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Readers’ forum: May 29, 2014

Charity Races need help

Editor:

In regards to the fees for 5K and 10K’s as reported on April 18, the city of Charleston wants to put fees on the races held in Charleston. Races and their sponsors are going to leave Charleston and go to alternative sites; there are many smaller localities that will welcome a race such as Komen and the business it will bring. I am confident small business owners report increased traffic on any type of race day. Charleston needs to find an alternative way to make these races happen. Look at allowing the organizations to hire their own off-duty officers or use officers from the police academy. The nonprofit organizations holding these events are trying to raise money for worthy causes, and many of these organizations are already spreading limited funds very thin. The politicians and city council members need to find a way to support these organizations not dip into their fund sources.

Jennifer Lester

Cross Lanes

American oligarchy

Editor:

Until recently, I had not used the word oligarchy, rule by a few, in any capacity since eighth-grade civics class. Oligarchy is reminiscent of tsars and emperors, luxury and great wealth. Not an American idiom, surely.

Well, thank you Koch Brothers for the stroll down the vocabulary equivalent of Memory Lane. During the 1950s and 1960s, radio disc jockeys were slipped considerable sums of cash in exchange for airtime. We called this payola, and it was illegal. As the DJs ruled the airwaves, bought and paid for by Fat Cat Record Promoters, so the Koch Brothers are buying up what is left of our democracy, inch by county inch.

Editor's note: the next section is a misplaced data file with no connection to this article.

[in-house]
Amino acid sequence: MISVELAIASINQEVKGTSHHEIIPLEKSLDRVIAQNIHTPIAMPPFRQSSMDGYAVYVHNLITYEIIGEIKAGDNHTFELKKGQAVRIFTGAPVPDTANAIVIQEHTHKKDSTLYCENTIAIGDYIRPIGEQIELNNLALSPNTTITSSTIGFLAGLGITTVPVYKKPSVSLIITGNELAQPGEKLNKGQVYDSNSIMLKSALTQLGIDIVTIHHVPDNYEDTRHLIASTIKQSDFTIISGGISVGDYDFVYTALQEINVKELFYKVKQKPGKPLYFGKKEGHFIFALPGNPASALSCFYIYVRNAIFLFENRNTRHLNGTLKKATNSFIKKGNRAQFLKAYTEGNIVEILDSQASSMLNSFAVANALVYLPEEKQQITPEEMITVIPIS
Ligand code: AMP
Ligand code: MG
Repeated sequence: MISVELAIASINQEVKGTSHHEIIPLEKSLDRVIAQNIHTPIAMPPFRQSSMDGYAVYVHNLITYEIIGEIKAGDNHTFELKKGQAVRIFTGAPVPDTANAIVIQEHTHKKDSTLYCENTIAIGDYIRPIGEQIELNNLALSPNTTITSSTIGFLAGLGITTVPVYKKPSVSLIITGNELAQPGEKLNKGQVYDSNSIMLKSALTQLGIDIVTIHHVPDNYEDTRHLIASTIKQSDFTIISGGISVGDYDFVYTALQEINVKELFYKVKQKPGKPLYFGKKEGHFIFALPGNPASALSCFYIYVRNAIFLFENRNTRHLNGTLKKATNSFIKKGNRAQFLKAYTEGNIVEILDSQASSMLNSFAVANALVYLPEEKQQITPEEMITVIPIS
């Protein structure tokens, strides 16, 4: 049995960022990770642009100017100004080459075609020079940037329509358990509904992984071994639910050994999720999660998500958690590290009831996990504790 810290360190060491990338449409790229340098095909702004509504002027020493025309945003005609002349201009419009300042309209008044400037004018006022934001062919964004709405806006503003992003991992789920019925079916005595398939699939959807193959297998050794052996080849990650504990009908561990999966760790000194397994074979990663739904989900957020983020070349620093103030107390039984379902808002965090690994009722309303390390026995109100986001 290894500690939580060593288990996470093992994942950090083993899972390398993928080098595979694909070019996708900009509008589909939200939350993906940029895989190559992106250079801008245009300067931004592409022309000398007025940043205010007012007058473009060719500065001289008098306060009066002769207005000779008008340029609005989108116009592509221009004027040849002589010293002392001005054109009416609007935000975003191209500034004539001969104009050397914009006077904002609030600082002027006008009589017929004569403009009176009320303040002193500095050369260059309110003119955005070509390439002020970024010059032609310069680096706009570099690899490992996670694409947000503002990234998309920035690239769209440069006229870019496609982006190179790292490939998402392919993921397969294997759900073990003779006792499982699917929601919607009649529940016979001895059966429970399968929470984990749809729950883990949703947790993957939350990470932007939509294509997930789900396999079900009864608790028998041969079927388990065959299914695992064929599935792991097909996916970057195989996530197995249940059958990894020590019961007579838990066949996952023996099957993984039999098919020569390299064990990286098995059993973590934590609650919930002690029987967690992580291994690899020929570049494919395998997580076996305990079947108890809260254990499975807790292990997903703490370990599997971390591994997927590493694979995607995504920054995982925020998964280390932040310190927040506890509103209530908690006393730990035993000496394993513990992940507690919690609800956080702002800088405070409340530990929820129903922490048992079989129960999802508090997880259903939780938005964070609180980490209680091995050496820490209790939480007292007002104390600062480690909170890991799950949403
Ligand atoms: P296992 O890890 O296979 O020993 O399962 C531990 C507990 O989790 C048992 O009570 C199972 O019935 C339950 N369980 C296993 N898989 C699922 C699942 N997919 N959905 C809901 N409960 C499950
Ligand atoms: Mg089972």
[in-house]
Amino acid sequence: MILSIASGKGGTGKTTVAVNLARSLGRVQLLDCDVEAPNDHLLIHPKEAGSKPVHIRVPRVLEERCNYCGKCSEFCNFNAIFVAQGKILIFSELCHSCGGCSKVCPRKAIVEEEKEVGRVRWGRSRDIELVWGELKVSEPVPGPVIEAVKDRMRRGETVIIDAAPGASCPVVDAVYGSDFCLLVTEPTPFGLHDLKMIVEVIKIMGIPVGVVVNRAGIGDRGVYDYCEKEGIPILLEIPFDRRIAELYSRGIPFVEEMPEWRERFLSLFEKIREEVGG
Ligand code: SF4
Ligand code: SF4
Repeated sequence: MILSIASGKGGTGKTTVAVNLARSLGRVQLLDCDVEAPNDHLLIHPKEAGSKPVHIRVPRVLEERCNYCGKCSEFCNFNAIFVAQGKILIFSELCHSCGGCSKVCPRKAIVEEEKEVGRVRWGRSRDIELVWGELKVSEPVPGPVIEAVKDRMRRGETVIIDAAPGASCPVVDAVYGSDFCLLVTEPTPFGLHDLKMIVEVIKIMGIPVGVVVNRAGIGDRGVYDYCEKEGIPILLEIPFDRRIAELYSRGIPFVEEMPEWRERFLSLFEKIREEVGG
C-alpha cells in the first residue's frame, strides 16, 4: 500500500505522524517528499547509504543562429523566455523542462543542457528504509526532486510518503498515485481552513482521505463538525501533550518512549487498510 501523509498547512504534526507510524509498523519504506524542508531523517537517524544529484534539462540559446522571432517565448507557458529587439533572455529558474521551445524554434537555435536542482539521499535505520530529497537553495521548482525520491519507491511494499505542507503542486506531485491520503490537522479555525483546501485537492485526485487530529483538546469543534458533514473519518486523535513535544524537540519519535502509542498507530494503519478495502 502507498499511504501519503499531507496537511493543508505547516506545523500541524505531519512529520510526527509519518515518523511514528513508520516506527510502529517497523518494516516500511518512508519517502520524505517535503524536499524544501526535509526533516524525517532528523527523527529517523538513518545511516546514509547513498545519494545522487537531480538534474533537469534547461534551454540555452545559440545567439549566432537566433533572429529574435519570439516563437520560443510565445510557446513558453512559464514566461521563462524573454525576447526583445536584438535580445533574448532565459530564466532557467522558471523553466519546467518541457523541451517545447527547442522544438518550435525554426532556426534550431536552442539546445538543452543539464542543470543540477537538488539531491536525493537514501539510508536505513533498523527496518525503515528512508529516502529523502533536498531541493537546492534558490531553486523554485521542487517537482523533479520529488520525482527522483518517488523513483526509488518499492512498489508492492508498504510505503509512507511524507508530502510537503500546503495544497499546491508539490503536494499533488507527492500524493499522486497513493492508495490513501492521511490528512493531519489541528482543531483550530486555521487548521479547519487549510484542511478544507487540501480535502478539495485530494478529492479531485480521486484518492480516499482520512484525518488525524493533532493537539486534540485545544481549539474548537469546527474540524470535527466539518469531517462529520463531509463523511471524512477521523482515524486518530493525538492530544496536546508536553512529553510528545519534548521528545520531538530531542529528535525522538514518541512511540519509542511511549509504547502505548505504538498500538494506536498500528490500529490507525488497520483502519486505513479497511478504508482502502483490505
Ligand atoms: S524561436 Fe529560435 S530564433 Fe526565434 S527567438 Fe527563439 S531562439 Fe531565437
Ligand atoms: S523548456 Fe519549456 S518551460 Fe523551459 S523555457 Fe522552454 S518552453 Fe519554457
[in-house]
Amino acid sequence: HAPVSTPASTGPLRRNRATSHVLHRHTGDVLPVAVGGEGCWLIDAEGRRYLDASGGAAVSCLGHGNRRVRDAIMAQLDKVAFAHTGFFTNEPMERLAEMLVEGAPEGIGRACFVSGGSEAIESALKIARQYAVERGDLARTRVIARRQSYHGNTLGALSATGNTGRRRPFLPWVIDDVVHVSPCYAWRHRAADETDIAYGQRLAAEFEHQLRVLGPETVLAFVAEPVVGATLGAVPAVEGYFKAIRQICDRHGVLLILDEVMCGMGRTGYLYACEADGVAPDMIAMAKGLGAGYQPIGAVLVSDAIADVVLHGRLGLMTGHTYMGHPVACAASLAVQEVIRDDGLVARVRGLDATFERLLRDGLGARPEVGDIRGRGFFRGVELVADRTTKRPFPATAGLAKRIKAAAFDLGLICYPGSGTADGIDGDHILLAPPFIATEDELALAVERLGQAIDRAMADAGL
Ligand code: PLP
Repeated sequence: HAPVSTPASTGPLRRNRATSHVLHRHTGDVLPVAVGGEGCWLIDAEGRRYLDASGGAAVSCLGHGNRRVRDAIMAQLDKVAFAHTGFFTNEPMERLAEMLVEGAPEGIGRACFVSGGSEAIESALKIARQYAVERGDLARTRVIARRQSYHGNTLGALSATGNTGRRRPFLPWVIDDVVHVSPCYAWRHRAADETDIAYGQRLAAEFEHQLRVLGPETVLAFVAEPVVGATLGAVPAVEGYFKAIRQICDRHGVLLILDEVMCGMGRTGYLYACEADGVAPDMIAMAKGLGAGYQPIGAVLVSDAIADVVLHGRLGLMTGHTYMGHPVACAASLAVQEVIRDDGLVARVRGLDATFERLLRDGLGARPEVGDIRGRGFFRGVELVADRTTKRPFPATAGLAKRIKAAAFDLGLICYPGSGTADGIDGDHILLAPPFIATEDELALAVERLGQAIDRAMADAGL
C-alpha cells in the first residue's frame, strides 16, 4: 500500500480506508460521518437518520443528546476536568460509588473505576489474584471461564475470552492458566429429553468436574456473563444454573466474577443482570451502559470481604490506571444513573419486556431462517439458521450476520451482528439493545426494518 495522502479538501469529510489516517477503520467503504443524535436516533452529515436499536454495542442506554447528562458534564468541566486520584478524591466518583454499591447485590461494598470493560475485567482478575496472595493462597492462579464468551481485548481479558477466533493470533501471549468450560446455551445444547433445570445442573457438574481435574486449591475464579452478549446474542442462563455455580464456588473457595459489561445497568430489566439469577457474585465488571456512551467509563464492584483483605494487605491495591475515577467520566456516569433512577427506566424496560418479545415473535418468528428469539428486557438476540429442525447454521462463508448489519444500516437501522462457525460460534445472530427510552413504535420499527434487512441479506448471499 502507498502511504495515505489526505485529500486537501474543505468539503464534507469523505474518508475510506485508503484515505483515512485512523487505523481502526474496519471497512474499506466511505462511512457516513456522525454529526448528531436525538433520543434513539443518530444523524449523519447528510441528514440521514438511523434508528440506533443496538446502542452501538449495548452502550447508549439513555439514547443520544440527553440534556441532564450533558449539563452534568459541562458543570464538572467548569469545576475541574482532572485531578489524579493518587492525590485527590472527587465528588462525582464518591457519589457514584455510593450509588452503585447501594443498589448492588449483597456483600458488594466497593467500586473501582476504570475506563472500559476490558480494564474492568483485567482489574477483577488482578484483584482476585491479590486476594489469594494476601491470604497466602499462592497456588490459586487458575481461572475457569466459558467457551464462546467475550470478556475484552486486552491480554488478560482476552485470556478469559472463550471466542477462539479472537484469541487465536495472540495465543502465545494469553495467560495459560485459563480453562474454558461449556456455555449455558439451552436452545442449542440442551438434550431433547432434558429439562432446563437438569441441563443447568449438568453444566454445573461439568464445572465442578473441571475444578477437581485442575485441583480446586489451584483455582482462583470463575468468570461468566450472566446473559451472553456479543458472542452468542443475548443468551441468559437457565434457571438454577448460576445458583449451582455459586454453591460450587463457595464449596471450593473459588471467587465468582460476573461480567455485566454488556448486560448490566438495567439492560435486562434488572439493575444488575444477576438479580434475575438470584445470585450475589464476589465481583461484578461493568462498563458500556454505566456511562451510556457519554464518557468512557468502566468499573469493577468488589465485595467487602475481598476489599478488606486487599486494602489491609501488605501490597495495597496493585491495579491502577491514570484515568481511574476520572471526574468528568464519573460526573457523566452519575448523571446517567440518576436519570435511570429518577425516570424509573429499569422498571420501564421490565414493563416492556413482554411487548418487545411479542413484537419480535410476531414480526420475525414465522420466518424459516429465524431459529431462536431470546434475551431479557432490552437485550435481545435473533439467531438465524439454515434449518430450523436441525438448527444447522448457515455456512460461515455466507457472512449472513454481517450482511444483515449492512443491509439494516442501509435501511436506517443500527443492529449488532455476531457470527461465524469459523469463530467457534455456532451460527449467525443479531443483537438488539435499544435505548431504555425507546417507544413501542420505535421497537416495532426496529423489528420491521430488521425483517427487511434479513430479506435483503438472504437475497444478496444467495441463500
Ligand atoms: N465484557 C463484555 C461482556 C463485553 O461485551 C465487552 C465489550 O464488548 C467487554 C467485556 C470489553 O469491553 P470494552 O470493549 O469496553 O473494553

The U.S. Supreme Court decreed on April 2 (McCutcheon V. FEC) to strike down aggregate limits on the amounts individuals may contribute during a two-year period to all PACs, parties and federal candidates. By a slim margin (2 votes), the Court ruled that aggregate limits are unconstitutional under the First Ammendment. If allowing no cap on limits is free speech, then poverty is unequivocable silence. To equate money with the First Amendment allows the wealthiest Americans to dominate and extend control. These 1 percenters are overwhelmingly Republican and live in Red States, but branch out to all states. The Koch Brothers understand this very well. They have investments in Freedom Industries, assist in lining the war chests of Shelley Capito and Mitch McConnell and are owners of The Koch Pipeline Company. We will be dependent on fossil fuels forever if the Koch Brothers have a say.

This abundance of wealth does not level the playing field. With our votes, however, and this may be naivete, we do have the ability as underdogs, to influence the outcome of elections. I don’t know about you, but I do not want the best government that money can buy.

Loren Lynn Rousseau

South Charleston

Rural economies across W.Va. need a boost

Editor:

I sincerely appreciate the Gazette’s editorial backing the proposed Birthplace of Rivers National Monument. This designation is a once in a lifetime honor that the state and the region cannot afford to pass up.

I grew up in Richwood, just a few miles from the proposed monument, and I would love to see our community turn into a vibrant place once again. These days, Richwood is far from the boom we experienced several decades ago, but West Virginia’s leaders need to be on the lookout for opportunities to boost rural economies across the state. Public lands gateway communities like Richwood have a special advantage, and that’s their proximity to special places like the Monongahela National Forest. The fact that part of the Monongahela is a candidate to be honored with special recognition is a positive for the entire state.

Because a national monument would protect headwaters and grow local economies, all while protecting access for traditions of hunting, fishing, and other outdoor activities, this is a win-win all West Virginians can be proud of. I hope our leaders in Washington want to boost business, honor our heritage and protect our traditions as much as we do here in the Mountain State.

Sam Taylor

Morgantown


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